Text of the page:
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Come on in, the water's very cold
Polar Bear Swim lures 43 into lake
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Forty-three people took the plunge Tuesday into a chilly Lake Lanier for the Lanier Canoe and Kayak Club’s 11th annual Polar Bear Swim.

Atlanta area media swarmed the event at Clarks Bridge Park, the rowing and canoe-kayak site for the 1996 Olympics, recording the first jump made by Gainesville City Councilman George Wangemann, who was followed by a brisk parade of other brave souls.

A harsh wind blew down on the divers, making the air feel colder than it was. The water temperature was announced at a "nice and balmy" 48 degrees.

"This year’s Polar Bear (event) is a true Polar Bear swim," said Jim O’Dell, chairman of the event, announcing to the crowd. "There is no ice. However, I think everyone can agree the conditions are just ideal for a polar bear swim."

Wangemann, a regular at the annual event that serves as a club fund-raiser, said, "It’s cold but refreshing," as he emerged from his first dive off a U-shaped wooden platform that hugged Lanier’s shoreline.

The event felt different this year, not only because of fewer participants than in the past but also a craggy shoreline showing evidence of the area’s severe drought.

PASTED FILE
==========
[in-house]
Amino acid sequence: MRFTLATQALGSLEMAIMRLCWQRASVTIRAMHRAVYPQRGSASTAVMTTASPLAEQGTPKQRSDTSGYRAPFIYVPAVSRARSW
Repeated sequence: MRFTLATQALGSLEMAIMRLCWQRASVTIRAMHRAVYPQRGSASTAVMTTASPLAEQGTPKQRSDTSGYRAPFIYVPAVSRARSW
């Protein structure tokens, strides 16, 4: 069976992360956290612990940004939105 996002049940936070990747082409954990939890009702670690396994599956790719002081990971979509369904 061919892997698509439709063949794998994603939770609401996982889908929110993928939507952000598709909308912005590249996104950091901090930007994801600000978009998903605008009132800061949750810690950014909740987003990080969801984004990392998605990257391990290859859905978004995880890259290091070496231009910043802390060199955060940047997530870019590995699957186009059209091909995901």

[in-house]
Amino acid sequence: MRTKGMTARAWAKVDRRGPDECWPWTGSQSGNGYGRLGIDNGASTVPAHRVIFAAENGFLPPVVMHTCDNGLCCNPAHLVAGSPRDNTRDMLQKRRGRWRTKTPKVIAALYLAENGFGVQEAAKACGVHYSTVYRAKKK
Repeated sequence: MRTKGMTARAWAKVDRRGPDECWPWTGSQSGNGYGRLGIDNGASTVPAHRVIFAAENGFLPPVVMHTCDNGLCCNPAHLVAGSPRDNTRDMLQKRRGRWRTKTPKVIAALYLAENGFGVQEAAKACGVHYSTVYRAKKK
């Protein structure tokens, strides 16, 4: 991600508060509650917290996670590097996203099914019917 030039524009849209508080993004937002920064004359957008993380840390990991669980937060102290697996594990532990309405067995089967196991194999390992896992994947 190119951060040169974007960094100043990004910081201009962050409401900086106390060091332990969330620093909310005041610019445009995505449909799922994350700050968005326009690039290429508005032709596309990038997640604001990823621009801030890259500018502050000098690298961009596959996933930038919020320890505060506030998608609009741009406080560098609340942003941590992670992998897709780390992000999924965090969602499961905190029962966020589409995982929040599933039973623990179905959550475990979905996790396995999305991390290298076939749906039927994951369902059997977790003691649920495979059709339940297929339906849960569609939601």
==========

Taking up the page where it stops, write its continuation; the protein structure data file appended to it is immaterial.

This year’s theme was "Low Tide" because of the lower lake levels.

But at a depth of 25 feet, divers had plenty of water to make their first jump of 2008, said Jim O’Dell, chairman of the event.

However, "there are no high jumps," he said.

Also, there was no hot tub for shivering divers to climb into, as in the past. Instead, divers made their way to a tent filled with kerosene heaters.

One of those huddling in the tent was Jeremy Frydrych, who had just completed his first New Year’s dive.

"It was a little adventure for the new year," said the Flowery Branch resident. "My wife encouraged me, so I took the plunge today."

He admitted to a case of nerves.

"It’s very cold out today. The water’s really cold and the initial shock of the jump ... took your breath away."

Corey BeVier of Daphne, Ala., and her mother, Gail BeVier, of Cumming, made the jump together.

"I did it last year," said Gail. "I’ve lived here two years. I saw it in the paper last year and talked my girlfriend and her family into doing it."

She convinced Corey to make the jump this year.

"It’s a fun way to ring in the new year, kind of wash away the old ones," Corey said.

"That’s good, Corey," said her mother, impressed with her daughter’s rationale. "Very poetic."

Gail said this year’s jumps were worse than last year’s because "you remember how cold it was the first time."

"There’s no anticipation (the first time). You know what you’re in for (the second time)," she added.

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